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Freedom in Blair's Britain

Speaker: Shami Chakrabarti, Director of Liberty
Chair: Professor Conor Gearty, Centre for the Study of Human Rights
February 2004

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Abstract

The New Labour Government has now been in office for nearly seven years, a period seemingly marked by a series of assaults on freedom and liberty. Legislation on terrorism, on asylum and on criminal procedure has flowed thick and fast, with lawyers and the whole criminal justice system appearing at times to have been put on trial for incompetence and corruption. The Home Secretary's latest plan is to force identity cards on a people whose identity has in part been defined by the absence of such bureaucratic controls. Yet this is the same Labour Party that enacted the Human Rights Act. Its leadership is steeped in the traditions of political dissent; many Cabinet members have been active members of Britain's leading civil liberties NGO, Liberty (formerly the NCCL). Are claims about the threat to freedom posed by the current government justified or grossly exaggerated? Is recent legislation genuinely unprecedented or just the sort of thing that governments in Britain have done for generations? In this keynote lecture the new Director of that organisation Shami Chakrabarti considers the state of freedom in Britain, and critically assesses the role of Liberty in protecting that freedom, seventy years after the organisation was first formed to protect (among others) Communist and Labour Party activists from police attack.

Shami Chakrabarti became Director of Liberty in September 2003. Having originally joined Liberty in 2001 as In-house Counsel, Shami has worked on a number of Liberty's high profile cases and has become a recognised expert on the UK's anti-terrorism laws. Shami also assisted with Liberty's campaigning work by contributing to the development of policy and strategy and regularly appearing as Liberty spokesperson on a wide range of issues.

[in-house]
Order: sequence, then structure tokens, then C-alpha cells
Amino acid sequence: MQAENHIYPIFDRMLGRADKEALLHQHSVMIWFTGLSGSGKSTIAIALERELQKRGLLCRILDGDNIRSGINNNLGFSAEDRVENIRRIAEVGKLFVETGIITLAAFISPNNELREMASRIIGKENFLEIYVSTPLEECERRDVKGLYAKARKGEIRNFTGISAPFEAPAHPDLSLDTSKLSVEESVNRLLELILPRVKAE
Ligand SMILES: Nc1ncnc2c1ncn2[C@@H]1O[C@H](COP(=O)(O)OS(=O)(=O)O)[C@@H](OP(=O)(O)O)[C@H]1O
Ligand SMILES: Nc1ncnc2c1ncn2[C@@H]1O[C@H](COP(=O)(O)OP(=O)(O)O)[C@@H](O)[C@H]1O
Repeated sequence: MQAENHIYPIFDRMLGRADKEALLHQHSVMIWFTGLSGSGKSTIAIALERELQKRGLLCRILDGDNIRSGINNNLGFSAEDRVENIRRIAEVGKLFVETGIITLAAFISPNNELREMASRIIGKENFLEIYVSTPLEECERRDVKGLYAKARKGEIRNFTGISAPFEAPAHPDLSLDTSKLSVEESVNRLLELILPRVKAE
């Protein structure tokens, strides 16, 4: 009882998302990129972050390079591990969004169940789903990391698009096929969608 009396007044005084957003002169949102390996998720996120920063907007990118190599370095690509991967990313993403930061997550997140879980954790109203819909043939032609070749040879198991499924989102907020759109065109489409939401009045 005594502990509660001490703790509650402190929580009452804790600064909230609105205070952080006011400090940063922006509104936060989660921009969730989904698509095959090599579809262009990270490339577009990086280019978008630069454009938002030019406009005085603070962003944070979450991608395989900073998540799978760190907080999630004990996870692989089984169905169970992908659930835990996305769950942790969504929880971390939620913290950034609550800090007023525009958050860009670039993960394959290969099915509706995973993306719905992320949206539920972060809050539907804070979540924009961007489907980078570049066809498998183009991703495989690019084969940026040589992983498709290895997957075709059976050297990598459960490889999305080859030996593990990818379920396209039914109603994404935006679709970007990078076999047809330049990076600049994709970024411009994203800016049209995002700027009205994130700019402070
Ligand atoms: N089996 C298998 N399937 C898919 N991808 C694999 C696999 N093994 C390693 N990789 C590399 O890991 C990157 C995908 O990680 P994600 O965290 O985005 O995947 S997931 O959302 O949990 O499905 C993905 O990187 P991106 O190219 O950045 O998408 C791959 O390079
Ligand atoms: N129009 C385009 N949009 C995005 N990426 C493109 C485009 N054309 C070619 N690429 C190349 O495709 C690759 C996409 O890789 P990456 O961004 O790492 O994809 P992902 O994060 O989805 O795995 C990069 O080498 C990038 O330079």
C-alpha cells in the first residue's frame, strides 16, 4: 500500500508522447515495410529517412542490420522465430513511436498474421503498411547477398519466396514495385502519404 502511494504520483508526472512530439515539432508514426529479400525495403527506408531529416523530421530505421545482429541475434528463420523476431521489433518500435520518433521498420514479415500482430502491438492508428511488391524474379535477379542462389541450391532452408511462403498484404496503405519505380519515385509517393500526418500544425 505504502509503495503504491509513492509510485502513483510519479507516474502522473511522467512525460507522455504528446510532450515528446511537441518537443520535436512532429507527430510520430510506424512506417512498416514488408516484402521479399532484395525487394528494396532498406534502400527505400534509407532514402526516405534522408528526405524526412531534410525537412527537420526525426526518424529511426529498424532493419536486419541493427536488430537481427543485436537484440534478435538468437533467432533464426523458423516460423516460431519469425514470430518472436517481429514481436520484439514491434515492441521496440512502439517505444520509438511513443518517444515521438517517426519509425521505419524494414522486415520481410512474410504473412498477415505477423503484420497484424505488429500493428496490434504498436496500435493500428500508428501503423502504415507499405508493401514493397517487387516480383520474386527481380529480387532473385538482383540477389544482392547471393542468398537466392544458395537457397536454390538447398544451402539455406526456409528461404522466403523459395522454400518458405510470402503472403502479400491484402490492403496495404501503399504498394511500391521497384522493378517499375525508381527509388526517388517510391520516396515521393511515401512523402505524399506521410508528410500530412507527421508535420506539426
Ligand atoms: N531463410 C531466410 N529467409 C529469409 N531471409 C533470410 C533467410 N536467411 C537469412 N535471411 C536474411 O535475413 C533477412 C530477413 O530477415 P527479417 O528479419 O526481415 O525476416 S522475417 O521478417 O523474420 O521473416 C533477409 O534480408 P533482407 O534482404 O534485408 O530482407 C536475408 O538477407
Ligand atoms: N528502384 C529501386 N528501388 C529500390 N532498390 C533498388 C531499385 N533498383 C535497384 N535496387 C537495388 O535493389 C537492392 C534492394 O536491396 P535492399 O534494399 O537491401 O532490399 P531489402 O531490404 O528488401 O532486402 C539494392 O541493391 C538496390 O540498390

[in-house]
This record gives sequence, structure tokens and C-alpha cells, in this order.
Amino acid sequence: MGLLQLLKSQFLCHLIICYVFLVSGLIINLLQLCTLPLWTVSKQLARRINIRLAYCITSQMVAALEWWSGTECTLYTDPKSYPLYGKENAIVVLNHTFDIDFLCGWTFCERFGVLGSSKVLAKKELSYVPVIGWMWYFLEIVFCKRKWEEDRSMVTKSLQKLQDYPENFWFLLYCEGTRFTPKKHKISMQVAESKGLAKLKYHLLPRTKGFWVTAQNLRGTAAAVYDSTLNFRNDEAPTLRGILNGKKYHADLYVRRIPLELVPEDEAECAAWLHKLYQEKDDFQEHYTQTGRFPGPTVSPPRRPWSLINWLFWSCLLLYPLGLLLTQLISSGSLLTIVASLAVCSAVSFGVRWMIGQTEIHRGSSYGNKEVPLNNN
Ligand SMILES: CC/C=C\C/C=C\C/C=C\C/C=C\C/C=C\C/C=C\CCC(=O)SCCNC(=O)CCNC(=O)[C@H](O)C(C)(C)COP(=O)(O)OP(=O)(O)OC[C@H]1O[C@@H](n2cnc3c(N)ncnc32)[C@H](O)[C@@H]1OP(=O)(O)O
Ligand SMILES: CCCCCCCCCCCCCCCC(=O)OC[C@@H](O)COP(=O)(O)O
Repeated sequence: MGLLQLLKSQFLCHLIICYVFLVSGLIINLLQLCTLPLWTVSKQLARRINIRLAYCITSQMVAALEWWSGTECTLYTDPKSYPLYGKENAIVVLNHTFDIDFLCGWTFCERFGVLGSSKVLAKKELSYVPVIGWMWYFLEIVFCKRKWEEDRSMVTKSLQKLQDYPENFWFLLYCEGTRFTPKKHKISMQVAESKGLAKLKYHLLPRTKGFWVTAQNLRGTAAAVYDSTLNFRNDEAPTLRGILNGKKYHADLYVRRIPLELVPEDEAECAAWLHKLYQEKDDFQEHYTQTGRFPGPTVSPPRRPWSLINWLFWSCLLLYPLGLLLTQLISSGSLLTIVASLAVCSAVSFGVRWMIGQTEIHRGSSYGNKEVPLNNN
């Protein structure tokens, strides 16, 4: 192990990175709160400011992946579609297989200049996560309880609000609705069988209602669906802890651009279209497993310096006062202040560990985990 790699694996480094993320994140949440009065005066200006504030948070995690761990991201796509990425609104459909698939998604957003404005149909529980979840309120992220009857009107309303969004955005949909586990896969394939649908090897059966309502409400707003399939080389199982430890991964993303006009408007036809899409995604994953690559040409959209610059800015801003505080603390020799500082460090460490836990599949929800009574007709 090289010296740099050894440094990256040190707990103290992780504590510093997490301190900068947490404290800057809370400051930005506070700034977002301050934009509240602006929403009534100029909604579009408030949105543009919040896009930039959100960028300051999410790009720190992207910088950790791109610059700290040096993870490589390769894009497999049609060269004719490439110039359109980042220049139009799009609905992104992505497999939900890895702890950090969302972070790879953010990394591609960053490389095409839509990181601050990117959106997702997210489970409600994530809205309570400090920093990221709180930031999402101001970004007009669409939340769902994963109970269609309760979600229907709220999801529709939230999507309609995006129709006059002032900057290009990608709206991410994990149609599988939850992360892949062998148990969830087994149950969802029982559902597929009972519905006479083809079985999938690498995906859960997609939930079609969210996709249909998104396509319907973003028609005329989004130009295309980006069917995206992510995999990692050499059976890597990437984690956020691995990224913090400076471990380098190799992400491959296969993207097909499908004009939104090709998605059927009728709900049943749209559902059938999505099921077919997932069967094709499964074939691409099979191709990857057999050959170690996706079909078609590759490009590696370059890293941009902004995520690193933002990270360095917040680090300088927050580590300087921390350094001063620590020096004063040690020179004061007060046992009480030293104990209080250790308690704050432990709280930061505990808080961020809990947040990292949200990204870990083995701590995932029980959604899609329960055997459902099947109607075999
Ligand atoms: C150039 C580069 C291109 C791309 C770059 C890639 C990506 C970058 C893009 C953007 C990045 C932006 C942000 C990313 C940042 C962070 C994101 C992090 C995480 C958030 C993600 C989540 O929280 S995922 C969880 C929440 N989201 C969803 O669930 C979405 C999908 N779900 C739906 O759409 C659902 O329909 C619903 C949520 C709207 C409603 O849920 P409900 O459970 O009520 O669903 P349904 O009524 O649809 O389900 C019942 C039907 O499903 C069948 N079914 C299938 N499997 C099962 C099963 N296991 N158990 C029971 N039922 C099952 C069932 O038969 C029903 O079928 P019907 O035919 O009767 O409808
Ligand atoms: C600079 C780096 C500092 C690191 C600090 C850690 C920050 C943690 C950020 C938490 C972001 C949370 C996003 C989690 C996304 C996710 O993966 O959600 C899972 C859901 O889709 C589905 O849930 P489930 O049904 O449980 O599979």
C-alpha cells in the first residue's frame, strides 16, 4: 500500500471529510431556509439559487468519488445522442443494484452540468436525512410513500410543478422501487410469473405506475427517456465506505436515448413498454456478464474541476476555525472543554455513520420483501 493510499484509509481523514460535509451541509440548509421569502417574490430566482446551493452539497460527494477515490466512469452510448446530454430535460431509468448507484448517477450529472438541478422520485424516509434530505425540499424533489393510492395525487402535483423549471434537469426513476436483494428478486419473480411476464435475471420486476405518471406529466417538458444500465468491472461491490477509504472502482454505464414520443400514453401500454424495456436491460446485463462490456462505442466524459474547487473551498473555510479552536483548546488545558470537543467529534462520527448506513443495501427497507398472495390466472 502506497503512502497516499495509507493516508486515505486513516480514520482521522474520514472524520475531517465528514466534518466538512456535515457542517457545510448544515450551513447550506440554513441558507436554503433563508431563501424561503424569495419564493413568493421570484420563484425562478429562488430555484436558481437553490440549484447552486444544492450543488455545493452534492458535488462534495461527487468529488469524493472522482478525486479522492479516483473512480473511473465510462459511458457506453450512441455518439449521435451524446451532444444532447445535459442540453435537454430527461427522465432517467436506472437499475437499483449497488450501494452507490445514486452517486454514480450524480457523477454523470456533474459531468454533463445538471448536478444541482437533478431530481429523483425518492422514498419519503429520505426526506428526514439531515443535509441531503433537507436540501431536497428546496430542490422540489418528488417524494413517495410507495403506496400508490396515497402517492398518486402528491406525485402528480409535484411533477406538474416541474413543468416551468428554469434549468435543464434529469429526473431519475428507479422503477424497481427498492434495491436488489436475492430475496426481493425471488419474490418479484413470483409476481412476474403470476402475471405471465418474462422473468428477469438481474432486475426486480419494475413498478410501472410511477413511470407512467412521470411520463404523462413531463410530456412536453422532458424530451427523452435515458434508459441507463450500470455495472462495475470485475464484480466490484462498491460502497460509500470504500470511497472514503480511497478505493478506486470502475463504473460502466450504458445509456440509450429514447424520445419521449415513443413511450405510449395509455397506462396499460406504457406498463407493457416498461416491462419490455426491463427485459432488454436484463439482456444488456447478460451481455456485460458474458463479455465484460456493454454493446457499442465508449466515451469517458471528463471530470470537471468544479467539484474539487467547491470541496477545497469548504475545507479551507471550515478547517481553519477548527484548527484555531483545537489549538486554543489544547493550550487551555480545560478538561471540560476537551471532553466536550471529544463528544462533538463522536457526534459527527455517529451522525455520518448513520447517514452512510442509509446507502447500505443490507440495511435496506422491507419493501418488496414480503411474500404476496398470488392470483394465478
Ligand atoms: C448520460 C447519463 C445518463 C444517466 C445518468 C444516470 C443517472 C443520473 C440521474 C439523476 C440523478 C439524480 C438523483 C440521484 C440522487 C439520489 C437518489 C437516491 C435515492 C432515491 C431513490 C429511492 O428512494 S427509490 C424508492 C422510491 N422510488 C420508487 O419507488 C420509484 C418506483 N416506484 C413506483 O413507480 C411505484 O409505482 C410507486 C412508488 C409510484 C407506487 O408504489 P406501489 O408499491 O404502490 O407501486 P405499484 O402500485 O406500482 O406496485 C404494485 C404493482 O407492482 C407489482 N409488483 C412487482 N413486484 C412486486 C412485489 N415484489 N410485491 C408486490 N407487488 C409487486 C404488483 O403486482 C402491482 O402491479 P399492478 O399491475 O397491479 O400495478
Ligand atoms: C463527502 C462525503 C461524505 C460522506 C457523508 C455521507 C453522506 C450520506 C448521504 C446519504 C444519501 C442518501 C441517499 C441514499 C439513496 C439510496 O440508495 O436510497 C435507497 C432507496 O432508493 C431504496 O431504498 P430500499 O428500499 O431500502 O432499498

Shami trained at the Public and Common Law Bar before joining the Home Office Legal Adviser's Branch in 1996. During five and a half years in Government, Shami advised Ministers in Labour and Conservative Governments on a range of sensitive policy issues, worked on the passage of 12 Parliamentary Bills and was one of the Home Office officials responsible for the implementation of the Human Rights Act. She also acted in a number of high profile cases in both the House of Lords and the European Court of Human Rights in Strasbourg.

More broadly, Shami is an active member of Britain's human rights and public law community. She is an Executive Governor of the British Institute of Human Rights, an Executive Committee Member of the Administrative Law Bar Association and Editorial Board Member of the European Human Rights Law Review. She has published numerous pieces on civil liberties issues for a number of practitioner and other journals.

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